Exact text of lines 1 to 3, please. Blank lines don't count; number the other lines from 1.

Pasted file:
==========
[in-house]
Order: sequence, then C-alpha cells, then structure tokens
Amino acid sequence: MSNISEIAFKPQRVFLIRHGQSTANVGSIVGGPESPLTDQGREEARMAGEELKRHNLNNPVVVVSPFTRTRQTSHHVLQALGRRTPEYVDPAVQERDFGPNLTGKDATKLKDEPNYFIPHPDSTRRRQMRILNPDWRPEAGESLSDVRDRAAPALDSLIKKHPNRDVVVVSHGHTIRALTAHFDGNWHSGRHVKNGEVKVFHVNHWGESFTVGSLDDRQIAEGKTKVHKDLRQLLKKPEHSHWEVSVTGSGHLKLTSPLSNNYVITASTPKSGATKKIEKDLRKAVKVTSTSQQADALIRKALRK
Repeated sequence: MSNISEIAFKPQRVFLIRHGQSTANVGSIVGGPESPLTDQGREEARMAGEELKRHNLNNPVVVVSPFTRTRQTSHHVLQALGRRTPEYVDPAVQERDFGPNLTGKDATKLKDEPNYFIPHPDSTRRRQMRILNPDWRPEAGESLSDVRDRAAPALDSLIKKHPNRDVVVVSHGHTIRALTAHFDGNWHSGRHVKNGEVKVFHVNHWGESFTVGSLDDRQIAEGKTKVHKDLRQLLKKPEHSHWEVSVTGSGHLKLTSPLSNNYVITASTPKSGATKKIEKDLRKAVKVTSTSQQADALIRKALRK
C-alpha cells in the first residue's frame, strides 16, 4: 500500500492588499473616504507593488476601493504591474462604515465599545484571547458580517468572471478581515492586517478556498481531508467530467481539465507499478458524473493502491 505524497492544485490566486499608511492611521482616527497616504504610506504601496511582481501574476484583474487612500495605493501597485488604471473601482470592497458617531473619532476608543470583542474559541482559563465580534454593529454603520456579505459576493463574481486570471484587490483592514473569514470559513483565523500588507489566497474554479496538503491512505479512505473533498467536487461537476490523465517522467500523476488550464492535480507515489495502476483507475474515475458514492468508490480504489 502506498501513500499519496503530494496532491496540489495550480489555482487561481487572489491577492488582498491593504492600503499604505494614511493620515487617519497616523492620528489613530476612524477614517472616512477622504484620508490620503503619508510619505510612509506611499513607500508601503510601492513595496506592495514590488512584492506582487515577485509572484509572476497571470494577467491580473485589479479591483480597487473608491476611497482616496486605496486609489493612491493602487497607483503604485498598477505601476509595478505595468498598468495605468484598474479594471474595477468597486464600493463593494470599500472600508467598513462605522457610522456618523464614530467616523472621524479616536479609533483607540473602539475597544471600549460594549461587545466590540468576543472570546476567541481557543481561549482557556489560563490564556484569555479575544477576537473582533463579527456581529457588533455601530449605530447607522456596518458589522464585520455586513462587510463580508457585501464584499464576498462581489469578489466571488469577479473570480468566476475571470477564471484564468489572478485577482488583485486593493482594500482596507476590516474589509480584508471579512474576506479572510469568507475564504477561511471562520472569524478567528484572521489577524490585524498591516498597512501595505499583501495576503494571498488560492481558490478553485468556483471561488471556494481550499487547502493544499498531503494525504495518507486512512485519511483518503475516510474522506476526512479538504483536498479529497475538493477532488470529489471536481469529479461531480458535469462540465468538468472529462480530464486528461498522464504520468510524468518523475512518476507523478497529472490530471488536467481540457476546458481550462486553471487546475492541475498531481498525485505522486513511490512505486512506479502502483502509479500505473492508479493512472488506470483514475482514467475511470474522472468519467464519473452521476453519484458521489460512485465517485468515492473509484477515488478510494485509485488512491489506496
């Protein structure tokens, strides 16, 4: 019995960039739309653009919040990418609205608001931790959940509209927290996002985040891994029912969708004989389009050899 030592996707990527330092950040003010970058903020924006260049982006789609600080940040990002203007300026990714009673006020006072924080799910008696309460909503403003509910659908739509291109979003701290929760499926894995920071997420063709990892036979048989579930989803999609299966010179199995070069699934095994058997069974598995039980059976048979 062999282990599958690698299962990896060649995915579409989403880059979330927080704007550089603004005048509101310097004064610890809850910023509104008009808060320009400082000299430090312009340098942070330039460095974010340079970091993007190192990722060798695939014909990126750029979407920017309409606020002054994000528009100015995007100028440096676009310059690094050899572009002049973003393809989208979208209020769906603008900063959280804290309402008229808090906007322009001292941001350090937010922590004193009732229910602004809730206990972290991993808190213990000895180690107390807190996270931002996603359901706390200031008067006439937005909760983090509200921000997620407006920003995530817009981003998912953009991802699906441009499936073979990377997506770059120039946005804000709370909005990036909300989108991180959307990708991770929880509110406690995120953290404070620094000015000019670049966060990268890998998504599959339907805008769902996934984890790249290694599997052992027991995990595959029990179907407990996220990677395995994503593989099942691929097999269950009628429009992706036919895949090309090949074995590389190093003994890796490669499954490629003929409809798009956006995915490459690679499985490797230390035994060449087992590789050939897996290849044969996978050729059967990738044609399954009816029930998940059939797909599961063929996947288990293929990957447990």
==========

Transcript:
[in-house]
Order: sequence, then C-alpha cells, then structure tokens
Amino acid sequence: MSNISEIAFKPQRVFLIRHGQSTANVGSIVGGPESPLTDQGREEARMAGEELKRHNLNNPVVVVSPFTRTRQTSHHVLQALGRRTPEYVDPAVQERDFGPNLTGKDATKLKDEPNYFIPHPDSTRRRQMRILNPDWRPEAGESLSDVRDRAAPALDSLIKKHPNRDVVVVSHGHTIRALTAHFDGNWHSGRHVKNGEVKVFHVNHWGESFTVGSLDDRQIAEGKTKVHKDLRQLLKKPEHSHWEVSVTGSGHLKLTSPLSNNYVITASTPKSGATKKIEKDLRKAVKVTSTSQQADALIRKALRK